Monday, April 24, 2017

Book Review: American Elsewhere

Robert Jackson Bennett's American Elsewhere (2013), sits nicely in the same Horror/Science Fiction cross genre as the television series Rick & Morty - a place I (and any number of literature critics) like to call cosmic horror.

Cosmic Horror, largely influenced by the weird fiction (actually a genre classification, not a judgement - mostly) of Howard Phillip Lovecraft, focuses less on gore and terror and more on the fact that our world is merely the plaything of ancient gods and monsters who can not only destroy us with little effort, but probably wouldn't care if they did. Generally when characters in a Cosmic Horror story figure this out, they go incurably insane.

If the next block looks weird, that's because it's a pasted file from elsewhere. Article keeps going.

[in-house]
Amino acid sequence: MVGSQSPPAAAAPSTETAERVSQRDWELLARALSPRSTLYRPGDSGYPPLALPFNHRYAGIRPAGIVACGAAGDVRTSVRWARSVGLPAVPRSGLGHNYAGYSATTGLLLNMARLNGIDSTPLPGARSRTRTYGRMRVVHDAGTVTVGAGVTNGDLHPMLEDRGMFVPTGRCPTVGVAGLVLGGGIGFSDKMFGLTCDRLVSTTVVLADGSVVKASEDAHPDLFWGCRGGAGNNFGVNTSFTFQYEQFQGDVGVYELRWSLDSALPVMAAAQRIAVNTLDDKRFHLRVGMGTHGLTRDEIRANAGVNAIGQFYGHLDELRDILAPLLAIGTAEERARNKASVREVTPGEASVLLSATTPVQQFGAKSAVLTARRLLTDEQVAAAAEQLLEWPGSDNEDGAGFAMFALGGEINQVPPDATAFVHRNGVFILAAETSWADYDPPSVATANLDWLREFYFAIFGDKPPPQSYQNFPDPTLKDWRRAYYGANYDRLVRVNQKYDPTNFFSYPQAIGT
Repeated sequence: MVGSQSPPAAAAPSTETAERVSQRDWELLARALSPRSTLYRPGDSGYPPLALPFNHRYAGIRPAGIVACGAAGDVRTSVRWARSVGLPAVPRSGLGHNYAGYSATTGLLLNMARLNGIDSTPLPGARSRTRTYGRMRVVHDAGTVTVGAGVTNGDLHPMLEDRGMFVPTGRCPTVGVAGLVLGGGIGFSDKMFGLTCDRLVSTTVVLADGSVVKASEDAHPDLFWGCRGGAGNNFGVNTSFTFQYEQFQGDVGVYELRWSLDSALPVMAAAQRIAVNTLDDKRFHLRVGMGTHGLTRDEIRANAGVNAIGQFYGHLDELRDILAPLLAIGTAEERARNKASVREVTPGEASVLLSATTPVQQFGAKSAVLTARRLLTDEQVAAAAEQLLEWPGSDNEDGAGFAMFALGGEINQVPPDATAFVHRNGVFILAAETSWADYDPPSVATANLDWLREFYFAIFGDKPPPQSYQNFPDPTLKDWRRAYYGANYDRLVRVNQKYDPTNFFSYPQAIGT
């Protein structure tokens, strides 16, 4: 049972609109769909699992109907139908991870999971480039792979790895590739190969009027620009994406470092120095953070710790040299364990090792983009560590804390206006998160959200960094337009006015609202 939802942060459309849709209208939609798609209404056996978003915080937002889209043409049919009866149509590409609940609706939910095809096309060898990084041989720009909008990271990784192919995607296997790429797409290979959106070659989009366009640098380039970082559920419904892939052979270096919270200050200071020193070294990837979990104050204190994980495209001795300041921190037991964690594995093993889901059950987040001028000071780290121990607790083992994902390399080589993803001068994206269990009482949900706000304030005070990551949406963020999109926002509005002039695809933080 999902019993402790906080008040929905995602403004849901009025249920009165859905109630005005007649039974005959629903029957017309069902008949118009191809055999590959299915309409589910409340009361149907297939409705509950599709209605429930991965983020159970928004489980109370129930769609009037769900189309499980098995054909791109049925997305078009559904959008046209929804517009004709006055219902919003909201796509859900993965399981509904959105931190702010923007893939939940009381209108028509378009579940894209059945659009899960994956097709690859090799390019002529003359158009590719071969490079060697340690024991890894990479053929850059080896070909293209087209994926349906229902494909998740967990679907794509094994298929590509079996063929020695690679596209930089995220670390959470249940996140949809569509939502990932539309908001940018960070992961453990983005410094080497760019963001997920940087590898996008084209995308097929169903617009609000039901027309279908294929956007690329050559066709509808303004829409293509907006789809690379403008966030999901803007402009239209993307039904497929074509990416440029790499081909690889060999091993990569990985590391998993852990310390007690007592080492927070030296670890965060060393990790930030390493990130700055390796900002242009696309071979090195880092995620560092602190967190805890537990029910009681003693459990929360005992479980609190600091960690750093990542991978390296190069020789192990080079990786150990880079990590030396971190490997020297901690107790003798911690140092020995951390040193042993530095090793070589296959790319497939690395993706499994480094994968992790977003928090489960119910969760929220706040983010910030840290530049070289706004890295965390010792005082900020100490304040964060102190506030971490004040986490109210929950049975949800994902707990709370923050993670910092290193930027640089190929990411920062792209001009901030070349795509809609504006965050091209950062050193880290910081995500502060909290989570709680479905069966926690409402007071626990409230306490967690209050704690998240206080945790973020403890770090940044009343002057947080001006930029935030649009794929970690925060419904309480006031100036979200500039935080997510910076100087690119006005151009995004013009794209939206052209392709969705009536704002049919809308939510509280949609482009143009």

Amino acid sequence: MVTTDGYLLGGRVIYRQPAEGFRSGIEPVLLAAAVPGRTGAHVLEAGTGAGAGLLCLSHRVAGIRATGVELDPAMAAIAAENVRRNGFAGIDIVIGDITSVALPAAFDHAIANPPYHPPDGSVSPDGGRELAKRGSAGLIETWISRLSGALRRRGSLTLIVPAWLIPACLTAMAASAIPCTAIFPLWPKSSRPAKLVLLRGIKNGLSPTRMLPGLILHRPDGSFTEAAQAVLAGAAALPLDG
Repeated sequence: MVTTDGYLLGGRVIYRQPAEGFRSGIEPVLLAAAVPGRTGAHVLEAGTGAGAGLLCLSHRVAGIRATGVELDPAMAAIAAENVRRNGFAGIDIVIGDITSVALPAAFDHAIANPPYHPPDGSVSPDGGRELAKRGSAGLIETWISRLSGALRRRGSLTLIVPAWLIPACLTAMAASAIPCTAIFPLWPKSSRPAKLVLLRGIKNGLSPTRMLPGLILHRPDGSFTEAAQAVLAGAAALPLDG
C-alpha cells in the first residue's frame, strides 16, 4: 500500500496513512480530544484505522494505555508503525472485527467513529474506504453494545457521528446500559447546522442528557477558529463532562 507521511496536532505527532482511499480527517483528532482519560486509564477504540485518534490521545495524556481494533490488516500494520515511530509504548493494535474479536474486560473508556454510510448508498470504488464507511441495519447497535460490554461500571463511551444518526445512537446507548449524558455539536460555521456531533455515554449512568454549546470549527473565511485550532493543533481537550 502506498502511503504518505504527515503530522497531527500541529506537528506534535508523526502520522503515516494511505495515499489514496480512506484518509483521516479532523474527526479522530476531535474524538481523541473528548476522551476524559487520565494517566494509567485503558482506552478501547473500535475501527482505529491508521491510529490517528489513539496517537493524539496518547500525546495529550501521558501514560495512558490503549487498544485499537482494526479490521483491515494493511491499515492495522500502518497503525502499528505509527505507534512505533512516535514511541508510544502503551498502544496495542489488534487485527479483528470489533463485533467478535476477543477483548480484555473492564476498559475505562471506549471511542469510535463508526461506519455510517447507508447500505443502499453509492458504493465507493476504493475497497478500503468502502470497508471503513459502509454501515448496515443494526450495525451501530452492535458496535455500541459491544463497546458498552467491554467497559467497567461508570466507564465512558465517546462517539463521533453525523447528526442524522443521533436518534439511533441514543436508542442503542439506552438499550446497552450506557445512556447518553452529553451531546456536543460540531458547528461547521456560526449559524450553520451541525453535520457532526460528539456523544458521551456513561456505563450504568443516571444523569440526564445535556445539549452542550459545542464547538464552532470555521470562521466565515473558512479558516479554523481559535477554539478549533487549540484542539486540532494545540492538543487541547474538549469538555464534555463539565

American Elsewhere follows an ex cop named Mona Bright, who discovers at the reading of her stepfather's will that part of his estate includes a house previously owned by Mona's mother, and it exists in a small town called Wink, New Mexico.

Unfortunately for Mona, Wink does not appear on any map, and she has a week to claim the home before it reverts to municipal ownership. Finding her way into the town, Mona finds a curiously perfect city, with any number of strange rules (actually, this is not dissimilar to Welcome to Night Vale - only really not played for laughs) such as no one can go out after dark, certain questions cannot be asked and certain buildings cannot be entered.

Also there some sort of demon in a rabbit mask no one is supposed to talk about.

Although topping six-hundred pages, the novel moves along a quite a nice clip and definitely kept me interested. Definitely worth a look!

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